Downtown creates the definitive Memphis brand. A tall vacant skyscraper damages the district’s image as an attractive place to live, work, visit, and invest. Letting the tallest building in Memphis remain empty and dark would simply send the wrong signal about what Memphis is willing to tolerate and how the city sees itself.
“We’re building Downtown not for the sake of Downtown, but as a strategy for growing and bolstering the tax base of Memphis and Shelby County. Building a strong city and county takes a vibrant, healthy Downtown and urban core.”
· Paul Young, President and CEO, Downtown Memphis Commission
Focusing on creatively reusing existing buildings helps maintain downtown Memphis’ sense of place and authenticity. Taking on this monumental challenge would pull the DMC, the City of Memphis, and Shelby County Government together to fight the stagnation currently holding the building back. Buying the property was only the beginning. The real challenge would be finding a developer for a property that hasn’t found its purpose. The DMC-led team landed on an outrageous strategy — the pitch: Skyscraper - Free to Good Owner.*
It’s the climb.
In the weeks that followed the DMC’s purchase of 100 North Main, Brett Roler, VP of Planning and Development for the DMC, has climbed the equivalent of a small mountain to help showcase the property. He has led more than 20 trips to the top of the building, all sans elevator. Climbing up and down the 37-floors and trekking through the 8-level garage has allowed Roler to explore the building in a particularly unique way.
“It’s been said that human beings can get used to anything. I think about that every time I walk by or lead a tour of this building. We simply can’t let that happen here.”
· Brett Roler, VP Planning and Development, Downtown Memphis Commission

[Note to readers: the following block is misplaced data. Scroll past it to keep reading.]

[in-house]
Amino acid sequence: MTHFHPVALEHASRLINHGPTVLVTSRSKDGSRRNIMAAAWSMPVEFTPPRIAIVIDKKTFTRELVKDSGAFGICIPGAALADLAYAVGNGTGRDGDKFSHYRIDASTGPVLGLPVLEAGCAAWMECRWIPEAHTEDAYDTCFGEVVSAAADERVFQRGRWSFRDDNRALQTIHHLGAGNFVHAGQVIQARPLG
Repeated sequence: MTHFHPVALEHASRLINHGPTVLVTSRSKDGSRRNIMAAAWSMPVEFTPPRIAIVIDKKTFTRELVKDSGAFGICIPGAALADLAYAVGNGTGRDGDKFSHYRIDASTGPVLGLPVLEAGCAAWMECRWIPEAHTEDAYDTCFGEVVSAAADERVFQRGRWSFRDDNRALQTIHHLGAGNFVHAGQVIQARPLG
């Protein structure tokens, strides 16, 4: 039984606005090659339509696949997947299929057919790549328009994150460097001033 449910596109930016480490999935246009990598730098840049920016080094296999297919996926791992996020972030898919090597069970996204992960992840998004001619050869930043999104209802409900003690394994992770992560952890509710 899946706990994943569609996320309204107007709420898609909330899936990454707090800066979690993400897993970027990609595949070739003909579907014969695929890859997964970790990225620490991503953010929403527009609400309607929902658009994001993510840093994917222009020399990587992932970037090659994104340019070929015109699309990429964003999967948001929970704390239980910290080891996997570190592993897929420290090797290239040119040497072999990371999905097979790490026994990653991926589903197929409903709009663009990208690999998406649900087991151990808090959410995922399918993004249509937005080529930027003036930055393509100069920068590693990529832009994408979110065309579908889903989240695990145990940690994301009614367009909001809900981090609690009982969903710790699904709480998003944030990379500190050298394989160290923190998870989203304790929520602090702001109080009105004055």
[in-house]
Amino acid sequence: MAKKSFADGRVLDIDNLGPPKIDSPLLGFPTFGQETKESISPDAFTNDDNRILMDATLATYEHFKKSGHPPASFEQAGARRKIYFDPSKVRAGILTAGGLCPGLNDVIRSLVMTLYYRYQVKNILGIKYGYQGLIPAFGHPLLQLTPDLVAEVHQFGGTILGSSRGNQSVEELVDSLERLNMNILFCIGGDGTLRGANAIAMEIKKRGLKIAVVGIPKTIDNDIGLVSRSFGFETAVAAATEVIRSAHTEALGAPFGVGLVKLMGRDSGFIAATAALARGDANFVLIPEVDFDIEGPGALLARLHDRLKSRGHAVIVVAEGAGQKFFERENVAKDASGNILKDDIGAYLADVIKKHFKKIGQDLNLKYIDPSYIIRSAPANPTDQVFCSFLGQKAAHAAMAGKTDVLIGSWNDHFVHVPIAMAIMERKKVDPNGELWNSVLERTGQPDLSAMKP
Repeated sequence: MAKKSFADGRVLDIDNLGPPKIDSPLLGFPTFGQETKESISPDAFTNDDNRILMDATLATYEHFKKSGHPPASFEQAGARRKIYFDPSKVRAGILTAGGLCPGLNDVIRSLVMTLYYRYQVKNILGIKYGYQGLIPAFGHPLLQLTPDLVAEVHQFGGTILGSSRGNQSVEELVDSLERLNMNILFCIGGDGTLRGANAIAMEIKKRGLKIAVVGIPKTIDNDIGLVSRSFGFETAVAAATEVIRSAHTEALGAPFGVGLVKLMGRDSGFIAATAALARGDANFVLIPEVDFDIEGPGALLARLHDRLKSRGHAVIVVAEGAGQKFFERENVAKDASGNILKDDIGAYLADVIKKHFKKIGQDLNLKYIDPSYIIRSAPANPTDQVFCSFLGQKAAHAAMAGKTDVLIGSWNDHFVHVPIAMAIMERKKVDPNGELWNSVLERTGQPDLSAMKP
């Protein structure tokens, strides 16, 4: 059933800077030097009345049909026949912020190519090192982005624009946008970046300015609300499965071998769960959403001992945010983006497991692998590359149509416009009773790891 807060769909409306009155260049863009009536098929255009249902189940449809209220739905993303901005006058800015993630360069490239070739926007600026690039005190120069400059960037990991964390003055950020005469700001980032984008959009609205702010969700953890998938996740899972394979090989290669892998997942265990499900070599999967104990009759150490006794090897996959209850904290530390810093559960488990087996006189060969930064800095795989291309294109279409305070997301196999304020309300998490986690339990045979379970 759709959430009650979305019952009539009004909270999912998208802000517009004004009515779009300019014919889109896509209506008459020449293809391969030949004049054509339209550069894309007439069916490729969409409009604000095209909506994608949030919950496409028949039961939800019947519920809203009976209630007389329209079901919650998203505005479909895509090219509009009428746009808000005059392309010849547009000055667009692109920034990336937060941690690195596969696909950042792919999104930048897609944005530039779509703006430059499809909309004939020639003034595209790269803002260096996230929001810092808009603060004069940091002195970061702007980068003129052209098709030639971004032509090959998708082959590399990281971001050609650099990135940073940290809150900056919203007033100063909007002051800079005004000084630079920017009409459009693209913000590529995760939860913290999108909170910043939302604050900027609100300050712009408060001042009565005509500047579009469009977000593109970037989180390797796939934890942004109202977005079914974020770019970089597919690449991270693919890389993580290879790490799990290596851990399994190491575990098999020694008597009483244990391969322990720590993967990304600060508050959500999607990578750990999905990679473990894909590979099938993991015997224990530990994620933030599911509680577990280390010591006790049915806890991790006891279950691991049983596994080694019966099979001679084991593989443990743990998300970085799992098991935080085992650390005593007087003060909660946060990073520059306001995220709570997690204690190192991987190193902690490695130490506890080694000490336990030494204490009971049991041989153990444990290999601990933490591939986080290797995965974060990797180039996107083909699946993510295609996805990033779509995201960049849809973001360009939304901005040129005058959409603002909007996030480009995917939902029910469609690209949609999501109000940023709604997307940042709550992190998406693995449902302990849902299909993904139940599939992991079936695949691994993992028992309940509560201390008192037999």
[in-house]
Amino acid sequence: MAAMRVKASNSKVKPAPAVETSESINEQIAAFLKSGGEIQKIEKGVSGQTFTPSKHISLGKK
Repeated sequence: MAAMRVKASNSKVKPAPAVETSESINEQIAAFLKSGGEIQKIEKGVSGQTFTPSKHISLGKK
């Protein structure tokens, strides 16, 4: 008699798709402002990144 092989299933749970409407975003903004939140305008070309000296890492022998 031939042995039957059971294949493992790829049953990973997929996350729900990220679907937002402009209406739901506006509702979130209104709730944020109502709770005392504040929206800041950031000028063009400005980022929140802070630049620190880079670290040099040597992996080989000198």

As Roler explains it, investment at this location will serve the greater community in two key ways. First, the 2-acre site itself is a catalytic development opportunity in the heart of Downtown Memphis. Adding density and new population to the core city is a high priority and will benefit the entire region. Second, new public parking at this site can increase the development potential of nearby vacant lots and empty buildings, increasing property values and the related tax base.
Reanimating a vacant tower will not be an easy undertaking. The team is clear-eyed about the challenge ahead; redevelopment would have happened by now if it was going to be easy. But Memphians tend to love an uphill climb - even the kind presented by a literal mountain of blighted historic building stock - and the DMC is looking for a qualified development partner who shares this same can-do spirit.
So, who is going to walk away with a free skyscraper? The ideal proposal will create a high-quality development that appropriately fits the downtown context and exemplifies design excellence. The goal is to develop the entire property to build compact critical mass, increase density, and significantly grow the tax base. Additionally, increasing opportunities for minority and women-owned businesses in all development phases is a high priority for the DMC.
Beyond the catchy headline and the free skyscraper (really, a free skyscraper), there is an amazing, resilient, and growing community looking for a creative solution for a core issue - one that exists in every community across the globe; but a solvable one. So, if solving big problems is your thing, Memphis might be your future.
Help the Downtown Memphis Commission transform an eyesore into eye candy. RFP here.
Contact Brett Roler, VP Planning and Development at firstname.lastname@example.org.
*The price for 100 North Main has yet to be negotiated, but it could be free, or close to free, with the right proposal.
Penelope Huston is Vice President of Marketing and Communications for Downtown Memphis Commission.